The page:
# Chapter 12 : Spectroscopic methods

Spectroscopic methods are destined to determine the composition of samples containing one or several species on the basis of their energy levels. We have seen that the electrons of atoms don’t have access to any value of energy. They are limited to a few values of energy, the energy orbital’s/levels 1s, 2s, 2p, etc, on which they are distributed following the rule of Fermi, beginning with the energy levels with lowest energies and filling the levels until there are no more electron to place.

The electrons of highest energy can be excited and reach orbitals of higher energies if they receive the exact amount of energy ΔE separating the two energy levels, in the form of heat of or photons. We say that the electron passes from its ground state to an excited state.

When an excited electron goes back to its ground state, it generates a photon with the same energy ΔE=hν. The frequency of the photon is characteristic of the atom or of the molecule from which it is emitted. The frequency ν, as a unit of measure, is the amount of times that a process occurs over a period of one second. In the case of photons, it is the amount of waves that passes by a point over one second (units: hertz). The wavelength λ=c/ν is the length of one wave, or the distance between two summits, in meter. The wavenumber n is the reciprocal of the wavelength (1/λ, units: cm-1).  The difference between the frequency and the wavenumber is that wavenumber has nothing to do with the velocity of the wave. This makes it useful for situations where the velocity or frequency are not fixed.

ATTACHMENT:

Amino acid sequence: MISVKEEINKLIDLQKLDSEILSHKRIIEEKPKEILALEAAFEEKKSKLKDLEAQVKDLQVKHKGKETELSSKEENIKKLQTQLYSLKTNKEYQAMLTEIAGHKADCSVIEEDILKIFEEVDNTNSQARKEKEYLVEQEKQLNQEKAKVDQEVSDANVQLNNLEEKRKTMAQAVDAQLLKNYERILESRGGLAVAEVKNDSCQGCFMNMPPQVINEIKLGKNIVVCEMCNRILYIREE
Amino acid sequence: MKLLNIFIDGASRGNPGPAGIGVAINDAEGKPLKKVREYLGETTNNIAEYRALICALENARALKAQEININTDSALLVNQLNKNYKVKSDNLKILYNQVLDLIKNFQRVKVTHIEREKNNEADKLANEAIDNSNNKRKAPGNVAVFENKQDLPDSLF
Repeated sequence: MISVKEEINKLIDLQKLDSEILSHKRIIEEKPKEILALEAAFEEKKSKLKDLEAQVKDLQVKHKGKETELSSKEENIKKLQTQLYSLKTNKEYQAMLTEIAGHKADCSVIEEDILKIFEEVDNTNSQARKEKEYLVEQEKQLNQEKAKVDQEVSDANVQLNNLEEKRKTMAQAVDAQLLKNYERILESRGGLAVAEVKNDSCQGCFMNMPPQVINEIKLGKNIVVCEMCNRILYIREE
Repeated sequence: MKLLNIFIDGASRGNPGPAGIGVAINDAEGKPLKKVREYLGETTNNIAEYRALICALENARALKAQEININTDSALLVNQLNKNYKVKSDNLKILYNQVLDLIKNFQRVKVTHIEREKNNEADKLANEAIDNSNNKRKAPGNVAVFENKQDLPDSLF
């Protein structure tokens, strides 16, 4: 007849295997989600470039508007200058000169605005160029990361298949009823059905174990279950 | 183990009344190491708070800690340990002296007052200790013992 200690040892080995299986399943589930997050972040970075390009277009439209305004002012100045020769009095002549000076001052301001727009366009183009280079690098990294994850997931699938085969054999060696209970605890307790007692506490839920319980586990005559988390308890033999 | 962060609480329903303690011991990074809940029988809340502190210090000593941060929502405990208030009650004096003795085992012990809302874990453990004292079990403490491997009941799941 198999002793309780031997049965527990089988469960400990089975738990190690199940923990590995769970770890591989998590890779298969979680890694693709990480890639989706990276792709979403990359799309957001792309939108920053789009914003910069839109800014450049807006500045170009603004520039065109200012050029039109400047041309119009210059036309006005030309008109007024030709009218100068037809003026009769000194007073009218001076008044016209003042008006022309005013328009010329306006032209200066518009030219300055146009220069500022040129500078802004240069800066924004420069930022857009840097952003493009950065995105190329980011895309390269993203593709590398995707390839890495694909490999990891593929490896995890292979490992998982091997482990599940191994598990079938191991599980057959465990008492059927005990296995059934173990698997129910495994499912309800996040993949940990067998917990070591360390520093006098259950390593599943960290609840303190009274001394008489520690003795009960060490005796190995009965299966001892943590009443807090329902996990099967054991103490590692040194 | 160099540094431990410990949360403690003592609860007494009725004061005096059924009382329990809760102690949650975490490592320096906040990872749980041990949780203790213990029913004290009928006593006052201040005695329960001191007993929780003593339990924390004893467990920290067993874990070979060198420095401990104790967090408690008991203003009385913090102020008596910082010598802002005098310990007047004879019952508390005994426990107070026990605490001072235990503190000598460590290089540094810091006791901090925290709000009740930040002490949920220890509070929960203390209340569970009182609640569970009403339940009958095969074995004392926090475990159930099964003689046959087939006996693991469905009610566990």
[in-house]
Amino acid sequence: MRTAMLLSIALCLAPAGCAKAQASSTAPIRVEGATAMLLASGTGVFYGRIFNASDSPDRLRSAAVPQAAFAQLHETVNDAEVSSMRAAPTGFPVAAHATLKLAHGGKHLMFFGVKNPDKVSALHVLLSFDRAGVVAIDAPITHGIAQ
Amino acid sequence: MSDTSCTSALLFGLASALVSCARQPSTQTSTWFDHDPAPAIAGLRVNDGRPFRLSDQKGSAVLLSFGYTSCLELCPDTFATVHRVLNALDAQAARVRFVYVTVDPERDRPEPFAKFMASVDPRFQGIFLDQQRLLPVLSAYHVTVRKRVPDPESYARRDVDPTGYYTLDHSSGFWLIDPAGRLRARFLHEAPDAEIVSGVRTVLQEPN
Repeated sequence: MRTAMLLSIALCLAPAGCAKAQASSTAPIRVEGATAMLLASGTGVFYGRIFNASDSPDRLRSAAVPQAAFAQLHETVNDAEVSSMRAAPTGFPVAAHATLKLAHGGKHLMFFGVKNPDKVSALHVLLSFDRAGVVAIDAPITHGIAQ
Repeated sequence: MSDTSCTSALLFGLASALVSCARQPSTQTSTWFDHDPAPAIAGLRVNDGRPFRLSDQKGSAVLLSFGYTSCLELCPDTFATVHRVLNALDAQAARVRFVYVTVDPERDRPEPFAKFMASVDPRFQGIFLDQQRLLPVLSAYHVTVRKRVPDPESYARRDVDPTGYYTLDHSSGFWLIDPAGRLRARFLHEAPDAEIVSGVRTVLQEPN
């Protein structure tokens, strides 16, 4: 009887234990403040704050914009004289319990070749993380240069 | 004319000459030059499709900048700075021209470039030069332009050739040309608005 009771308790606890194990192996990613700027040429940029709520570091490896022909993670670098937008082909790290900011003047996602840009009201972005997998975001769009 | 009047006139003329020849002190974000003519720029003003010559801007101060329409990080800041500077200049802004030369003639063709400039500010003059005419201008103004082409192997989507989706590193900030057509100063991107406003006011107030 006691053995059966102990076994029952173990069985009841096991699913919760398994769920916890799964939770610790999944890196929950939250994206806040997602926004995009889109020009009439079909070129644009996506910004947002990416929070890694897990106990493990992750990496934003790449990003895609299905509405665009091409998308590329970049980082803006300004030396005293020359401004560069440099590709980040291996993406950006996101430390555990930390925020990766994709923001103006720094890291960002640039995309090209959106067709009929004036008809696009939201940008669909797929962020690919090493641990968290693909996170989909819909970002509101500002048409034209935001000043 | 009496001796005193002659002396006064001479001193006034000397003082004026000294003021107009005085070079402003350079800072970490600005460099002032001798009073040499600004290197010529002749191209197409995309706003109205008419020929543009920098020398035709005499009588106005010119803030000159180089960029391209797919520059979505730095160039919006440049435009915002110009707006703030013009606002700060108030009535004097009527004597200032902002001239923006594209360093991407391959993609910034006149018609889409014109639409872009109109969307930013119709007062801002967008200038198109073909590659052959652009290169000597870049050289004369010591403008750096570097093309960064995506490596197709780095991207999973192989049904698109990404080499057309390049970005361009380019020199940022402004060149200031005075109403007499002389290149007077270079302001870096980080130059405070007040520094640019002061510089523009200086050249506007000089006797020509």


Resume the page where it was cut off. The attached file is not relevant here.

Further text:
For instance, when we heat up a metal, it changes of colour because the excited electrons emit photons within the range of the visible. The spectre of the visible is composed of all the colours that humans can see. Each colour corresponds to a photon of a given wavelength. The violet is the visible colour with the smallest wavelength (390nm) (or the largest wavenumber) and the red is the visible colour that has the largest wavelength (780nm) (or the smallest wavenumber). Ironically the colour that we see on a given material is not the colour that the material absorbs but all the other colours that haven’t been absorbed and that are thus reflected by the material towards our eye.